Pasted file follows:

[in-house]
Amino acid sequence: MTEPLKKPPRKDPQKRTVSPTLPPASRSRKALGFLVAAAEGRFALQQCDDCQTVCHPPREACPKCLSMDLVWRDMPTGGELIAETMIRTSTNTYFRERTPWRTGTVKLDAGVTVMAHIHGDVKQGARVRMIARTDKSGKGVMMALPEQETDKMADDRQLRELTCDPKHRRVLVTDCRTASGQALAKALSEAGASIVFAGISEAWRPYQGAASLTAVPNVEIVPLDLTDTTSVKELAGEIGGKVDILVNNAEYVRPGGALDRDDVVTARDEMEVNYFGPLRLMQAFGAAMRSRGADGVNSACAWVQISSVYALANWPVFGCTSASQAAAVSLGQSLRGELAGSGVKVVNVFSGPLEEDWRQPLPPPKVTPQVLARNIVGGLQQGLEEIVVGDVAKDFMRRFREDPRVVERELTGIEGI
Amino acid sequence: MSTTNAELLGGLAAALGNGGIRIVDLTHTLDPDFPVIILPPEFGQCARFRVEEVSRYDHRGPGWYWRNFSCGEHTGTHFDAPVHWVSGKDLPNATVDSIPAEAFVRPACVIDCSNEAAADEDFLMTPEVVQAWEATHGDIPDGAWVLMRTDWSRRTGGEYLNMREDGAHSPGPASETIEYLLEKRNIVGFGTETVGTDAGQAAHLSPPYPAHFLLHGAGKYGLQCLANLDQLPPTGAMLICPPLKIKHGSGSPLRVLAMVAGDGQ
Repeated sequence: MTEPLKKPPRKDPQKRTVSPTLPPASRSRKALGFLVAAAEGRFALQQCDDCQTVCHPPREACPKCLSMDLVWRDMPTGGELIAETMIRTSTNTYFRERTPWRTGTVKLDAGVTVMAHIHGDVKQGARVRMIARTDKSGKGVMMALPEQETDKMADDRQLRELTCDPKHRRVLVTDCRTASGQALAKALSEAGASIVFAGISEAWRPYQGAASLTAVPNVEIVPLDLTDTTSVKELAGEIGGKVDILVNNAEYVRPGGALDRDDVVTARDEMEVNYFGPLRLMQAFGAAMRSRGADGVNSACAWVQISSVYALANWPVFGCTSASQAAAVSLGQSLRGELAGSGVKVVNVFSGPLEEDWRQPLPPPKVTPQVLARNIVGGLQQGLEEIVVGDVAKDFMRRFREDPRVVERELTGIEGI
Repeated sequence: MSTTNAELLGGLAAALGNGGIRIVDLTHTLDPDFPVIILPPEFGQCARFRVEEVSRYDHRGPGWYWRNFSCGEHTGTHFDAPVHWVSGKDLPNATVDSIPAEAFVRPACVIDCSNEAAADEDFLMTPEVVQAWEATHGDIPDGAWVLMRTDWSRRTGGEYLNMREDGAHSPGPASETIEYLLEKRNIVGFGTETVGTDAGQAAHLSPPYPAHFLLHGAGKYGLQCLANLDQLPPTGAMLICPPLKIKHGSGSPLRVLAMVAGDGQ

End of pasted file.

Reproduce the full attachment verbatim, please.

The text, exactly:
[in-house]
Amino acid sequence: MTEPLKKPPRKDPQKRTVSPTLPPASRSRKALGFLVAAAEGRFALQQCDDCQTVCHPPREACPKCLSMDLVWRDMPTGGELIAETMIRTSTNTYFRERTPWRTGTVKLDAGVTVMAHIHGDVKQGARVRMIARTDKSGKGVMMALPEQETDKMADDRQLRELTCDPKHRRVLVTDCRTASGQALAKALSEAGASIVFAGISEAWRPYQGAASLTAVPNVEIVPLDLTDTTSVKELAGEIGGKVDILVNNAEYVRPGGALDRDDVVTARDEMEVNYFGPLRLMQAFGAAMRSRGADGVNSACAWVQISSVYALANWPVFGCTSASQAAAVSLGQSLRGELAGSGVKVVNVFSGPLEEDWRQPLPPPKVTPQVLARNIVGGLQQGLEEIVVGDVAKDFMRRFREDPRVVERELTGIEGI
Amino acid sequence: MSTTNAELLGGLAAALGNGGIRIVDLTHTLDPDFPVIILPPEFGQCARFRVEEVSRYDHRGPGWYWRNFSCGEHTGTHFDAPVHWVSGKDLPNATVDSIPAEAFVRPACVIDCSNEAAADEDFLMTPEVVQAWEATHGDIPDGAWVLMRTDWSRRTGGEYLNMREDGAHSPGPASETIEYLLEKRNIVGFGTETVGTDAGQAAHLSPPYPAHFLLHGAGKYGLQCLANLDQLPPTGAMLICPPLKIKHGSGSPLRVLAMVAGDGQ
Repeated sequence: MTEPLKKPPRKDPQKRTVSPTLPPASRSRKALGFLVAAAEGRFALQQCDDCQTVCHPPREACPKCLSMDLVWRDMPTGGELIAETMIRTSTNTYFRERTPWRTGTVKLDAGVTVMAHIHGDVKQGARVRMIARTDKSGKGVMMALPEQETDKMADDRQLRELTCDPKHRRVLVTDCRTASGQALAKALSEAGASIVFAGISEAWRPYQGAASLTAVPNVEIVPLDLTDTTSVKELAGEIGGKVDILVNNAEYVRPGGALDRDDVVTARDEMEVNYFGPLRLMQAFGAAMRSRGADGVNSACAWVQISSVYALANWPVFGCTSASQAAAVSLGQSLRGELAGSGVKVVNVFSGPLEEDWRQPLPPPKVTPQVLARNIVGGLQQGLEEIVVGDVAKDFMRRFREDPRVVERELTGIEGI
Repeated sequence: MSTTNAELLGGLAAALGNGGIRIVDLTHTLDPDFPVIILPPEFGQCARFRVEEVSRYDHRGPGWYWRNFSCGEHTGTHFDAPVHWVSGKDLPNATVDSIPAEAFVRPACVIDCSNEAAADEDFLMTPEVVQAWEATHGDIPDGAWVLMRTDWSRRTGGEYLNMREDGAHSPGPASETIEYLLEKRNIVGFGTETVGTDAGQAAHLSPPYPAHFLLHGAGKYGLQCLANLDQLPPTGAMLICPPLKIKHGSGSPLRVLAMVAGDGQ